Of course no one really knows about the inner emotional state of the artist when she's painting a picture, unless it's written down, and mood and feeling can change over the creation of a work, especially if it's very complex.
|Mary Kemp"Tranquility"Oil on canvas panel. 12" x 12"|
Was I feeling tranquil at the time?
My fondest feelings go out to the artist Beryl Cook. In her lifetime she injected such a surge of gaiety into art that it left the establishment reeling. You only have to ask people to name a modern day artist and it's not the great and the lovies of the art world, but Beryl Cook's name that springs to mind. Go to the website. It's a joy!
So if Beryl Cook wins the prize for the most cheery artist I think Egon Schiele wins the prize for the most tortured artist. The biography of his short life, he died of influenza at 28, reads of someone grasping at every bit of life he could possibly get but was obviously never satisfied. Even his paintings of sunflowers have a dried, tortured starved look about them.
His work and life is so different to that of Claude Monet whose art speaks of abundant rural life and being settled. Did you know that he became so wealthy in later life that when the owner of his favourite stand of poplars wanted to cut them down he bought the land himself, leaving them to live and be painted another day. I'm sure that sort of comfortable life feeds into his art.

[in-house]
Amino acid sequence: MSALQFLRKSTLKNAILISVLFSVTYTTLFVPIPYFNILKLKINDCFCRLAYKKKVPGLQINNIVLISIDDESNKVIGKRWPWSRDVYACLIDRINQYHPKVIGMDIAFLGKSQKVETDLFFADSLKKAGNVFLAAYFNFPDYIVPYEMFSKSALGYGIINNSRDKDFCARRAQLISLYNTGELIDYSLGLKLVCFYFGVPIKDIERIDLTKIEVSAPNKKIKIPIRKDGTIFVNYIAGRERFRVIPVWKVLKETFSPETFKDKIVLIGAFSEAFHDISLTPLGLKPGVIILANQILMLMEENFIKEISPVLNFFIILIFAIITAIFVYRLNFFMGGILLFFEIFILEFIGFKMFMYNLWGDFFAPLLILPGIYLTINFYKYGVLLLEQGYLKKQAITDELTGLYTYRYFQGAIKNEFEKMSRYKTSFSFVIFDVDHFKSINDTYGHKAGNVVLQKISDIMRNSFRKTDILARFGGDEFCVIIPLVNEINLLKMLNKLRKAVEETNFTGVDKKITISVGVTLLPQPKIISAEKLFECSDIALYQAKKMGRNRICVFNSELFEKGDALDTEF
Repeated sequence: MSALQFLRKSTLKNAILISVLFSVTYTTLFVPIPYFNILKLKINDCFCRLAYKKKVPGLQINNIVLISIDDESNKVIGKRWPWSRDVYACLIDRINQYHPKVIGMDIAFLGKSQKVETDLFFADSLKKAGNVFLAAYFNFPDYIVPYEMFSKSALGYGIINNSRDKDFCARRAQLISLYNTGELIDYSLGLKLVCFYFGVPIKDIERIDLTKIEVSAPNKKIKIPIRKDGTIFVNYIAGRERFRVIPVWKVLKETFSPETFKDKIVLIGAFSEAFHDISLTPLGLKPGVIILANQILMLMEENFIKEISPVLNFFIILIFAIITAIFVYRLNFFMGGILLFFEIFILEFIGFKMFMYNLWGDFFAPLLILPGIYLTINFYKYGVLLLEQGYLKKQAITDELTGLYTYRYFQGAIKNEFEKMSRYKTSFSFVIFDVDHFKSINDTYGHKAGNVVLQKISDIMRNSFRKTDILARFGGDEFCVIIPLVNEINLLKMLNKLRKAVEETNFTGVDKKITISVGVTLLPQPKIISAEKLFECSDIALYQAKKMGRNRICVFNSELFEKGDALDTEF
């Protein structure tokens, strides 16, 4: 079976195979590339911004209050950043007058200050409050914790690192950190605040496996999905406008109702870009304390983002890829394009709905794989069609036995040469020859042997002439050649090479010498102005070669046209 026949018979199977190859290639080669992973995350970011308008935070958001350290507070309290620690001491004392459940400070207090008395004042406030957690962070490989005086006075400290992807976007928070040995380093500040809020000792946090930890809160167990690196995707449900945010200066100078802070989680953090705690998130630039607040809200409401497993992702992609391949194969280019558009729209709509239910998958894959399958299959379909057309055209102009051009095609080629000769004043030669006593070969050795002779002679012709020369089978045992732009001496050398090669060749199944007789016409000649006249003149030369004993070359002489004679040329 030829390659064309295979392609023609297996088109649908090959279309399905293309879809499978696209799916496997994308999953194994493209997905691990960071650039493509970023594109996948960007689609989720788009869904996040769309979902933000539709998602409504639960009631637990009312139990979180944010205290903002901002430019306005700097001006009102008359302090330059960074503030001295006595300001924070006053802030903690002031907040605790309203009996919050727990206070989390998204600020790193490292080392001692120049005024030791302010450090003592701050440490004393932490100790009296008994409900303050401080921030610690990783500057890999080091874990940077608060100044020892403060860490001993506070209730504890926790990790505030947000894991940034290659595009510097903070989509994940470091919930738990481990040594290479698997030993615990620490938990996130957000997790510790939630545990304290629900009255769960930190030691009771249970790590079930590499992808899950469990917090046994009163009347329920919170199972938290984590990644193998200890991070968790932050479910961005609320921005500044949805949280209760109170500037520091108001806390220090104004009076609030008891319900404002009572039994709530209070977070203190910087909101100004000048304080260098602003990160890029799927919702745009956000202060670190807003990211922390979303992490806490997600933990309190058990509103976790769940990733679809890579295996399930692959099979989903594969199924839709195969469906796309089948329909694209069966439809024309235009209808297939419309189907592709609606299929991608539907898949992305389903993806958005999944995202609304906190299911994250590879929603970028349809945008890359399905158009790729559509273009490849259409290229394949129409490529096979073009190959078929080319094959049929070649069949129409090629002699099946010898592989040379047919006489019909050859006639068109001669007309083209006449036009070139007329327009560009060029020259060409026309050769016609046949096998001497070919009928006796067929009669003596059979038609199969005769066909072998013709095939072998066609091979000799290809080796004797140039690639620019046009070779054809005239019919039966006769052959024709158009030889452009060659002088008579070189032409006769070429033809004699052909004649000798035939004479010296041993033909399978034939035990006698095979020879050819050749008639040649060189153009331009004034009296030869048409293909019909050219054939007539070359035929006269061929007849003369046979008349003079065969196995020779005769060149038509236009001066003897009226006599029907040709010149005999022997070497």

Is it a conscious decision to paint as you feel? Do many artists put that into words. We're very encouraged these days to talk about our art. Everyone needs a back story. I know a fellow artist who says "I like painting trees, that's it. No reason." No inner turmoil. But not very interesting. Her trees are lovely, non challenging and sell well. She's a nice person too!